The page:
Late fees – what’s better, percentage or flat amount?

Which is the better method of assessing a late payment penalty – a flat amount or a percentage of the past due amount?

Purpose of a late fee

Charging a late fee serves two purposes – to compensate the utility for the loss of operating cash and potential interest income because your customer didn’t pay on time and, secondly, to serve as a punitive measure (which is why some utilities call the late fee a penalty) to entice your customer to pay on time.

Flat amount late fees

A flat amount is the most straightforward and easiest way to charge late fees. It’s easy for your customers to remember, if they don’t pay their bill on time, to add $5 when they do pay.

However, flat amount late fees disproportionately impact your customers with low bills. A senior citizen living alone who receives a minimum bill every month pays the same late penalty as a large industrial user.

Percentage late fees

Charging a late fee as a percentage of the unpaid balance is a more equitable approach, insuring that customers with lower bills are assessed a lower penalty. However, if the late fee is too low, it may not serve the purpose of motivating your customers to pay on time.

Hybrid method

Back to the original question – which is better, flat amount or percentage? What if the answer to that question is “neither”?

The most creative solution to the flat amount vs. percentage dilemma is a hybrid of the two options. In this case the utility charges a percentage with a minimum amount, for example 10% with a minimum of $5.

Many times this is expressed as “10% of the balance due or $5, whichever is greater” or “$5 on balances of $50 or less, 10% on balances of more than $50”.

The advantage of the hybrid method is it maintains the punitive aspect of the late penalty for customers with low bills while insuring that customers with larger bills pay a larger late fee.

Which is most popular?

Based on the Utility Fee Survey conducted in 2012, the percentage method was by far the most popular. Click here to see the survey results.

Have you reviewed your late fee recently?

If you haven’t reviewed your late fee policy recently, now might be a good time to do so. If you have questions about your late payment penalty or would like assistance implementing a revised late fee policy, please give me a call at 919-232-2320 or e-mail me at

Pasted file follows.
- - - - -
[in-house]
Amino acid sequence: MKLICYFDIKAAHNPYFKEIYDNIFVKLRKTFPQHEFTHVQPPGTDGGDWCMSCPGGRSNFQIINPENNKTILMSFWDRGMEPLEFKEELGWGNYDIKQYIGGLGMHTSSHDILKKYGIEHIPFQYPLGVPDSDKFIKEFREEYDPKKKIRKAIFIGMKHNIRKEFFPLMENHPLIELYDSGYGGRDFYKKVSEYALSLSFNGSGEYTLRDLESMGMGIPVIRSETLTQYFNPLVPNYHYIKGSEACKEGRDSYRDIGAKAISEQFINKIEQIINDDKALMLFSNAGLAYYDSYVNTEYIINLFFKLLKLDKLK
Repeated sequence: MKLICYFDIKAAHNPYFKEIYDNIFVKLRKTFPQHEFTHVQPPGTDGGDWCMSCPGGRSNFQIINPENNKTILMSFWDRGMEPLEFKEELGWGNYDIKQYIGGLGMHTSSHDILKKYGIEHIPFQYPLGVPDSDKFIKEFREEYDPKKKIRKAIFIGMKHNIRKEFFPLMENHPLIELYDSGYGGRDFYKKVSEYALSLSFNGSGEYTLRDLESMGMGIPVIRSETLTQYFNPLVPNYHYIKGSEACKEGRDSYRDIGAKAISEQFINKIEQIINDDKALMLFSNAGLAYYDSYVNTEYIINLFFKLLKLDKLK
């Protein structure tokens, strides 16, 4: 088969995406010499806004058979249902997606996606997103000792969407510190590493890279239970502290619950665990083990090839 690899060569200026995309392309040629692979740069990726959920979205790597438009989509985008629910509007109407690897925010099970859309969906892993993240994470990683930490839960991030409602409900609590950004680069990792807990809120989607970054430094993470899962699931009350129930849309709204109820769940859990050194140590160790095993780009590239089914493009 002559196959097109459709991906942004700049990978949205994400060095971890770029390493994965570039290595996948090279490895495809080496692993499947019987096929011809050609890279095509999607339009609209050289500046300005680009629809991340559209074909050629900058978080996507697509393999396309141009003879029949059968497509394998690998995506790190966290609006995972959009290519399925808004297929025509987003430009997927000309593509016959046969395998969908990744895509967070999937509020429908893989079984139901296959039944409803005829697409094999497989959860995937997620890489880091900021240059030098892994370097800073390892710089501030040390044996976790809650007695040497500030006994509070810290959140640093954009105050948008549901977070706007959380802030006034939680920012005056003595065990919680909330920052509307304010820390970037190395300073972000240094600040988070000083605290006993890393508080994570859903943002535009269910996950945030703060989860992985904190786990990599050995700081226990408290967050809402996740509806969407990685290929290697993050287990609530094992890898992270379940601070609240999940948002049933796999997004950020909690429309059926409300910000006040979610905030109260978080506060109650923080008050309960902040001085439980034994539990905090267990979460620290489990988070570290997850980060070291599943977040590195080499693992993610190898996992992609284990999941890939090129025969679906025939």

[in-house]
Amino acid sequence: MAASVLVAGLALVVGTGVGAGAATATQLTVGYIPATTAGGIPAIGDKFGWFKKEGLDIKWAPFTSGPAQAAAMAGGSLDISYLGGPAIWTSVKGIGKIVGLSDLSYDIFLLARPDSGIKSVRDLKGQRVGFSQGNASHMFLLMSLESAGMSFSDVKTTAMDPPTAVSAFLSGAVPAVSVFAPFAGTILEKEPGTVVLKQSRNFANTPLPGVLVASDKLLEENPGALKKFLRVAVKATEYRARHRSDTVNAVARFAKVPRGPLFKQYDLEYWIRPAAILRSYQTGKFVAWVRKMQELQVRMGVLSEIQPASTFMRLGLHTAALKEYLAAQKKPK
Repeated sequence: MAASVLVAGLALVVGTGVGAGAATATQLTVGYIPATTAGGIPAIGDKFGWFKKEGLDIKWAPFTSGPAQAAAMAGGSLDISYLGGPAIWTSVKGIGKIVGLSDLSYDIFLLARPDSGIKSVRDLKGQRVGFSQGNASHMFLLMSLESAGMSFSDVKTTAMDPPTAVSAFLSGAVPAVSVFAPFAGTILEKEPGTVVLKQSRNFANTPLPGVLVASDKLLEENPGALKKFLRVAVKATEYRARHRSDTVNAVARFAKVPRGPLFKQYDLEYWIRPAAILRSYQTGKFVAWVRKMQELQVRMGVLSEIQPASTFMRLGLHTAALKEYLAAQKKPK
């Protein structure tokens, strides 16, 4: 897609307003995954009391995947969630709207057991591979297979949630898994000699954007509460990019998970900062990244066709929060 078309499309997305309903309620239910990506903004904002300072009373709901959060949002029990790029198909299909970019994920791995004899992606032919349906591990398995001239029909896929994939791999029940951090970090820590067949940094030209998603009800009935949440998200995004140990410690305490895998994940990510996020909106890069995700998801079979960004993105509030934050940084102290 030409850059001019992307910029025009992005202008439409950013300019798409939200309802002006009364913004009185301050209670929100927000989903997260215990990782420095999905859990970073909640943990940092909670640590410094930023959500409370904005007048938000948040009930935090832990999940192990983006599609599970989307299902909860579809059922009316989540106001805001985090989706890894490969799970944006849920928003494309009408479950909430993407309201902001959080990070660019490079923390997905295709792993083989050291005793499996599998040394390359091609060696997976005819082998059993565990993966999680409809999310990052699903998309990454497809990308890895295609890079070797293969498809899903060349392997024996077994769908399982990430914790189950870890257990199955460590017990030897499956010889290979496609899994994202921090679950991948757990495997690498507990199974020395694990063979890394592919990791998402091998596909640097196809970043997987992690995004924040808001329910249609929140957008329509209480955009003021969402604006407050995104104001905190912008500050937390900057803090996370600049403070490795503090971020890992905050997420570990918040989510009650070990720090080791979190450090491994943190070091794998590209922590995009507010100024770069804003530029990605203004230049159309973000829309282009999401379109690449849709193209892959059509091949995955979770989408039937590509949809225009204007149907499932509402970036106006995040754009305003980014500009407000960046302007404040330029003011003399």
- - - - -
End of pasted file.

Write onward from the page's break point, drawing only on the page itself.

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© 2014 Gary Sanders

Is your field force automated?

Many utilities are moving away from paper service orders and equipping their field service technicians with electronic devices. Is your utility one of them?

Primary benefit

The primary motivation for automating field workers is the ability to transmit service orders electronically.

Electronic delivery of service orders expedites the process of getting information to the field, saving travel time to and from the office to pick up new service orders.

For more urgent service orders, electronic transmission eliminates the need to call the service technician and risking a garbled radio transmission or poor cell service. This enables your organization to improve customer service by providing accurate information to your field force in a more timely fashion.

Secondary benefit

An additional benefit of automating field service technicians is access to information. With the right technology in place, your field staff can access GIS maps or relevant information from your billing system.

For example, imagine one of your field service technicians being dispatched to re-read a meter due to a high bill complaint. The angry customer meets your service person at the meter, ranting and raving about his bill.

How disarming would it be for your field service technician to be able to show the customer a graph of their usage history to explain that this is their normal usage pattern?

Technology platform

Have you embraced technology for your field service technicians? If you have, what technology platform do you use?

If you don’t mind, please take a moment and complete this poll about what types of devices your field service technicians use.


If you’ve got questions about automating your field force, feel free to give me a call at 919-232-2320 or e-mail me at

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© 2014 Gary Sanders